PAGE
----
This Black, Plus-Size Cosplayer Wants to Challenge Your Image of “Geek”
Every Body celebrates inclusivity and the representation of human beings in every shape and form.
Whether you’re into attending fan conventions or just stalk certain corners of the Internet, you’ve probably run into cosplay. The art of cosplaying — dressing up as characters from movies, shows, and books — is becoming more and more mainstream. There’s even a cosplay competition show, Cosplay Melee, on the Syfy network.
But more often than not, fat folks find themselves on the outskirts of cosplay communities. This is why professional cosplayers like TaLynn Kel are so vital to smashing ideals of what cosplay can and should look like.
Kel’s life as a professional cosplayer started when she needed an outlet when her father was dying of cancer. Kel explains in an email to Brit + Co, “I was overwhelmingly depressed. Once I learned about cosplay, I found something that spoke to a part of me that I knew was being suppressed. Once I knew this was something I could do, I did it.”
Being fat and taking up cosplay was, in Kel’s words, equal parts challenging, creative, and exhausting. She had a hard time finding costumes in stores that would fit. Her first pair of thigh-high boots were made of duct tape.
“I just enjoyed figuring out how to make things and figuring out how to create a look using a myriad of low-cost, non-toxic tools and supplies,” she recalls.
No matter where you look on the internet, you’ll see that cosplay is a performance art and, for lots of folks, a pretty serious hobby. It can take on many forms and standards, but as Kel explains, “Cosplay was never about looking exactly like the character (for me). It was about being able to embody traits that character represented.”
The quest for a character who spoke to her led Kel to her first comic book cosplay, the Dark Phoenix. Kel explains that, at the time, she was dealing with a lot of suppressed rage and emotional pain that she had to learn to cope with. The character, a villainous being from the Marvel multiverse, felt appropriate.
“(Cosplay) to me is an opportunity to outwardly express aspects of oneself that may otherwise not be acceptable,” she says. “I already physically embody that, so I need to get creative for those unseen aspects.”
Kel admits that, while there are a lot of fat folks involved in the cosplay community, their presence is often left out of the mainstream representation. That lack of diversity doesn’t just end with fat bodies either; Kel points out that the cosplaying community has internalized a lot of anti-Blackness.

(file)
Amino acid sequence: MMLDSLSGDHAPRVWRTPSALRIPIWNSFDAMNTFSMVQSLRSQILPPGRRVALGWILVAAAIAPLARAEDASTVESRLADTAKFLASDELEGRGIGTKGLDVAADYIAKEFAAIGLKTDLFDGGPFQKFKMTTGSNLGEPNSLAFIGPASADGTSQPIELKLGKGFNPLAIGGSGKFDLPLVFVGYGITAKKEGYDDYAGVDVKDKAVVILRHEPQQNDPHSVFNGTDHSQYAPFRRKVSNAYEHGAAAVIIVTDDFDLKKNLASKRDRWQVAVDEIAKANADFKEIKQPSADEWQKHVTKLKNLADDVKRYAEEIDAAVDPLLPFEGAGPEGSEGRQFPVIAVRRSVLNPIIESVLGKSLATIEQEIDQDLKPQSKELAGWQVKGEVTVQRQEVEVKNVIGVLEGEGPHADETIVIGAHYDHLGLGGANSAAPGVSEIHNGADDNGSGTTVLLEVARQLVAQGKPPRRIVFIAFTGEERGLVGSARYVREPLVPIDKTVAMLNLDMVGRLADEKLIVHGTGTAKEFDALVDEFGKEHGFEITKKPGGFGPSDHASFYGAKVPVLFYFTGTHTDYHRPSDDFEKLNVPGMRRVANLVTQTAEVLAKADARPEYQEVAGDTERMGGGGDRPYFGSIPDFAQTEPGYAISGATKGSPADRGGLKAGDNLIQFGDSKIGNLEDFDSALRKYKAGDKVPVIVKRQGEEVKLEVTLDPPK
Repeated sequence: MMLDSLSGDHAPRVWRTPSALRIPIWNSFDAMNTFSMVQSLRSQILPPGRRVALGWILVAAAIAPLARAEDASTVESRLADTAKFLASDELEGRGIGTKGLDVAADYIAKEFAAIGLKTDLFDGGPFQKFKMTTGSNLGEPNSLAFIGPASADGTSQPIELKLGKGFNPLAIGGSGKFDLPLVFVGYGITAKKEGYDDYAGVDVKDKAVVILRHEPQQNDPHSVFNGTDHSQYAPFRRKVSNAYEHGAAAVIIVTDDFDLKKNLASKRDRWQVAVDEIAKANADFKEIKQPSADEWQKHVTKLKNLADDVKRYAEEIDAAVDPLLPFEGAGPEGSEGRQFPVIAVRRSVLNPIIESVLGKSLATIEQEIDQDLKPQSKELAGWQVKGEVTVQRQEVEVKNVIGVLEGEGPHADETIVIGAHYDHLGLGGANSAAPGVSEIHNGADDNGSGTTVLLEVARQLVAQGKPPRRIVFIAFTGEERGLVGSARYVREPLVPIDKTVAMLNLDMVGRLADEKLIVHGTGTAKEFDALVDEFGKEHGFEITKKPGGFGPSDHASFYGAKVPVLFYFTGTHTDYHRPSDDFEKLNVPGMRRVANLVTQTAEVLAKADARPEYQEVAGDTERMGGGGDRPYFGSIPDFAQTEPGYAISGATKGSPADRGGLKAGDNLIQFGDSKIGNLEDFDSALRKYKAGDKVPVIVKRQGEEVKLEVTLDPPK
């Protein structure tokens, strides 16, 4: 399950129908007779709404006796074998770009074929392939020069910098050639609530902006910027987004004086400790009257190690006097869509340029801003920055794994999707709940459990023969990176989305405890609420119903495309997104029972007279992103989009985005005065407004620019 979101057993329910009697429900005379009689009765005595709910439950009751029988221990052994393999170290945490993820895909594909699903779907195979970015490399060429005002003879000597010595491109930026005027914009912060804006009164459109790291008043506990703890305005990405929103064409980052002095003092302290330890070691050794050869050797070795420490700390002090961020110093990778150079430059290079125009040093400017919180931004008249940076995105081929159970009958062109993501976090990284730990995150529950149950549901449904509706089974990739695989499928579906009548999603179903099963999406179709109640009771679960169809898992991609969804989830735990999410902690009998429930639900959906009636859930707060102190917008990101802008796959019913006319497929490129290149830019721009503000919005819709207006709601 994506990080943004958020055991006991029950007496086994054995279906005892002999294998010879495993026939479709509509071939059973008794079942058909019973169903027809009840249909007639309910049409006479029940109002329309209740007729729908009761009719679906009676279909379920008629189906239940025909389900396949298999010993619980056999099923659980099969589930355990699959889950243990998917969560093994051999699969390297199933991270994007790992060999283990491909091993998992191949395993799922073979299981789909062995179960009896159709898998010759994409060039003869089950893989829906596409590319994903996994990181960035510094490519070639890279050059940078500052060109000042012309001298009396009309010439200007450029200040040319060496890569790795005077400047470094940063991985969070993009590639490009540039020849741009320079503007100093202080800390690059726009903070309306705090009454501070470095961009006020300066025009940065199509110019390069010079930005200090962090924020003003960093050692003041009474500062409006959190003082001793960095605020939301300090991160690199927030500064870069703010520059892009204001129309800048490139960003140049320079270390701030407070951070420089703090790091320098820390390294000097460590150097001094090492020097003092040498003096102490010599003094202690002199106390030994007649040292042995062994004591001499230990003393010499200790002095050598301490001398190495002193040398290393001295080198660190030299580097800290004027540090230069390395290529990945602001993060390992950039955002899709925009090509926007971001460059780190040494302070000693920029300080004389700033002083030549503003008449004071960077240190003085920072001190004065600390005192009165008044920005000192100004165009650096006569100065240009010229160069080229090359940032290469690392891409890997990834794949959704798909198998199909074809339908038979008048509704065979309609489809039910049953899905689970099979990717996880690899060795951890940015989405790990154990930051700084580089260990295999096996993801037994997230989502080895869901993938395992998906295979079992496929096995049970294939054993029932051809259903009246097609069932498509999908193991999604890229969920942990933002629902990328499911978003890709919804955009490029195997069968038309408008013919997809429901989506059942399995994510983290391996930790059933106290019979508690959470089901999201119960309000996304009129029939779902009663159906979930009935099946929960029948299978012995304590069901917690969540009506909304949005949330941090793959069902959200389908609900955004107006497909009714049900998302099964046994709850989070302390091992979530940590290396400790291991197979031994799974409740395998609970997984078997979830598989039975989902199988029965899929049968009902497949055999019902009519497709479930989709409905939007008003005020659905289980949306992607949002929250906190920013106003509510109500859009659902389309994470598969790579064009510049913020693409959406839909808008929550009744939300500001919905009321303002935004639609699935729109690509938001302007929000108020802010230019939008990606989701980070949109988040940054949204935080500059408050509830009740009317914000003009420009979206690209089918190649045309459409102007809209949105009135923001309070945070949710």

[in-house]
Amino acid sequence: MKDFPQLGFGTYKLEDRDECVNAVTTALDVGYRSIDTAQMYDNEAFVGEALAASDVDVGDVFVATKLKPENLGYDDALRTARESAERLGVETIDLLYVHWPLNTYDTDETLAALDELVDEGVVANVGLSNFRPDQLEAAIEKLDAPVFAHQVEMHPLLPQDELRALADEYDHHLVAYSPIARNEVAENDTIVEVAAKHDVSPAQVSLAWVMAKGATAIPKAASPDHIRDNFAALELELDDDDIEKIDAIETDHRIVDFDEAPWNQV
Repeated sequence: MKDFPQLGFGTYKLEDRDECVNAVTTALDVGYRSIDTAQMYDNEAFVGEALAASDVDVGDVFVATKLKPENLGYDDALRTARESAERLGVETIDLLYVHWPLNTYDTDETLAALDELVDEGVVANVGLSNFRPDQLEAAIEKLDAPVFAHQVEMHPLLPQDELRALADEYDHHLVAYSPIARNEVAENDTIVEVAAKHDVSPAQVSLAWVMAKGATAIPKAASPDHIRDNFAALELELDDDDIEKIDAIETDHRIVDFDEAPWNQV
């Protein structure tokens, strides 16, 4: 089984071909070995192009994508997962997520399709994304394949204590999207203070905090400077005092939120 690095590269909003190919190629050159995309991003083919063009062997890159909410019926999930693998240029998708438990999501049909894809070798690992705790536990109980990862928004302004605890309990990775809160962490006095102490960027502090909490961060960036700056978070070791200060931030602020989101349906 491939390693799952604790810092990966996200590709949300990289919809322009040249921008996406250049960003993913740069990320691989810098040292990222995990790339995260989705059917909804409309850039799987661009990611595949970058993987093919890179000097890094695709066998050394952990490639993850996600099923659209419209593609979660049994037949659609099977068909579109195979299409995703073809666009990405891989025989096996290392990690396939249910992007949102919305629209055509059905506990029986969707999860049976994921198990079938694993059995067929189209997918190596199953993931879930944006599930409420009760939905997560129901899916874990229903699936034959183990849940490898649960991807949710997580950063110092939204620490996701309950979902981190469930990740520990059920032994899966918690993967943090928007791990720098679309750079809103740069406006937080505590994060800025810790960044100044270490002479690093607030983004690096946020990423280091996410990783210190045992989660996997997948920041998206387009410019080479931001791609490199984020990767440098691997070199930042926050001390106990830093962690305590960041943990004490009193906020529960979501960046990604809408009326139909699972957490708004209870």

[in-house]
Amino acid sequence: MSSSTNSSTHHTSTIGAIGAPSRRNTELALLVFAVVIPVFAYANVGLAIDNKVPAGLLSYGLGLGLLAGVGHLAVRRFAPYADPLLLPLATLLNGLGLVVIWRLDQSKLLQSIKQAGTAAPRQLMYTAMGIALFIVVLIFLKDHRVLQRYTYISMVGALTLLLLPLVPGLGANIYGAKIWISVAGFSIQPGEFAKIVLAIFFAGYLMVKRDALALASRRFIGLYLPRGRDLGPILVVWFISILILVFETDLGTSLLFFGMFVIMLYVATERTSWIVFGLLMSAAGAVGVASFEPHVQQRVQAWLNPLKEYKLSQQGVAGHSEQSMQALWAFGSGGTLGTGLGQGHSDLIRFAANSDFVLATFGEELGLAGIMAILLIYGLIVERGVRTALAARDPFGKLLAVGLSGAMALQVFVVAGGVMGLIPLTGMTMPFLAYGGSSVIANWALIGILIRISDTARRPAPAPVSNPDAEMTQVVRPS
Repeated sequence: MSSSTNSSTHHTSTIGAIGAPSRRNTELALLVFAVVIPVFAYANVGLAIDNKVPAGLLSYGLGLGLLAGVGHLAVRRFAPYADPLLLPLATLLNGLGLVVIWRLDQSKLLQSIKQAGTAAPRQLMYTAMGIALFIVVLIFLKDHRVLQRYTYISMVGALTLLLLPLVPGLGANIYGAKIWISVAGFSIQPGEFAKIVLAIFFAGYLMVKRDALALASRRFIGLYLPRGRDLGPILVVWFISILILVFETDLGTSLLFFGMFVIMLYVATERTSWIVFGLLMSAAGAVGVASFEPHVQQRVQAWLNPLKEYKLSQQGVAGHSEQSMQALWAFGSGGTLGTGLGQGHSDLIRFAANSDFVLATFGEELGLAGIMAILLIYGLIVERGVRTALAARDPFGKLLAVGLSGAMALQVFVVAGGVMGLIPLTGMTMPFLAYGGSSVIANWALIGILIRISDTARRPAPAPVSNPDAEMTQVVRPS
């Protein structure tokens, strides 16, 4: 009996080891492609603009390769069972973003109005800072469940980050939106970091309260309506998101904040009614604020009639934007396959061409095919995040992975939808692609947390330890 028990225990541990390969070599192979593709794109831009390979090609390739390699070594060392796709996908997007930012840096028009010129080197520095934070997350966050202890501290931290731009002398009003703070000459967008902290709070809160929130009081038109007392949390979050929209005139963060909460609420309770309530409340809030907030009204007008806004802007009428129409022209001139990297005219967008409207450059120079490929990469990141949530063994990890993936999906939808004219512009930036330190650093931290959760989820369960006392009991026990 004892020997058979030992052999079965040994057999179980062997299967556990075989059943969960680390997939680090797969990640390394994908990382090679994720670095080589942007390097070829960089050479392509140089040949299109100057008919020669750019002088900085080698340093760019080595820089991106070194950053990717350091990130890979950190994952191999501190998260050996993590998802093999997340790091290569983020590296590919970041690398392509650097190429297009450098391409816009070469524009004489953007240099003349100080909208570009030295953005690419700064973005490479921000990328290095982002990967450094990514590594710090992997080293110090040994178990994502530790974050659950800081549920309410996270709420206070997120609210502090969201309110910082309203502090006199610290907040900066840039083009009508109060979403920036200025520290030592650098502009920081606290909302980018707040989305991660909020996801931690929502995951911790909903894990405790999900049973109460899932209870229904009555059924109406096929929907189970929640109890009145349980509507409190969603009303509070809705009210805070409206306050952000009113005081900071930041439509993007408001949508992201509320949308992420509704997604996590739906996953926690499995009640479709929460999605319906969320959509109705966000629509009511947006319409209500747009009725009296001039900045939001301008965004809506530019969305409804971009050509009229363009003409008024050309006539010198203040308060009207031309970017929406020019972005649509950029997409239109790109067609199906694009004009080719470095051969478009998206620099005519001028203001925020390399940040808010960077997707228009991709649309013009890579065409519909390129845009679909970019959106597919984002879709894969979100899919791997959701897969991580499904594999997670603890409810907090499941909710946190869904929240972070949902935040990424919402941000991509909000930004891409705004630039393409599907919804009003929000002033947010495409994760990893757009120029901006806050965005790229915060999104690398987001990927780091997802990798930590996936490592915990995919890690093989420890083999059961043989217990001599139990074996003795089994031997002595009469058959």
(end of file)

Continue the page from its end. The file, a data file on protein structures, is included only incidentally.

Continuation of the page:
“It’s easy to pretend that Black people aren’t out here doing these geek things like cosplaying and gaming when gatekeepers have built these communities around their identity,” she says. That dominant identity of the geeky white fan encompasses what Kel describes the type of person “that isn’t forced to acknowledge structural inequities like neighborhood and school segregation and intentionally created income disparities that have served to exclude Black people from aspects of life that white people take for granted.”
Kel penned a collection of essays titled Breaking Normal: Essays on My Fat, Black, Geek Life in 2016 and is in the midst of releasing a follow-up: Still Breaking Normal: A Fat, Black, Femme Geek Navigating an Anti-Black World. Through her written work online and her own cosplay, Kel has received a ton of praise and support online, but notes that it’s only been from certain spaces in the cosplay community. She doesn’t expect mainstream acceptance to happen anytime soon.
“I’m a fat, Black, femme geek,” she reasons. “I’m fat. I don’t yo-yo diet. I don’t hate myself for being unable to fit into my cosplays. Instead, I make/buy/find a bigger one or redesign it to suit my current body.”
But that hasn’t stopped her. Kel advises anyone wanting to get involved in the cosplay community: “Know what you want, why you want it, and then have fun figuring it out. Just be honest with yourself about why you want to do it. If you are doing it to make friends, be honest about it and recognize that the cosplay world is just as socially complicated as everything else – we just look more fun.”
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(Photos via TaLynn Kel)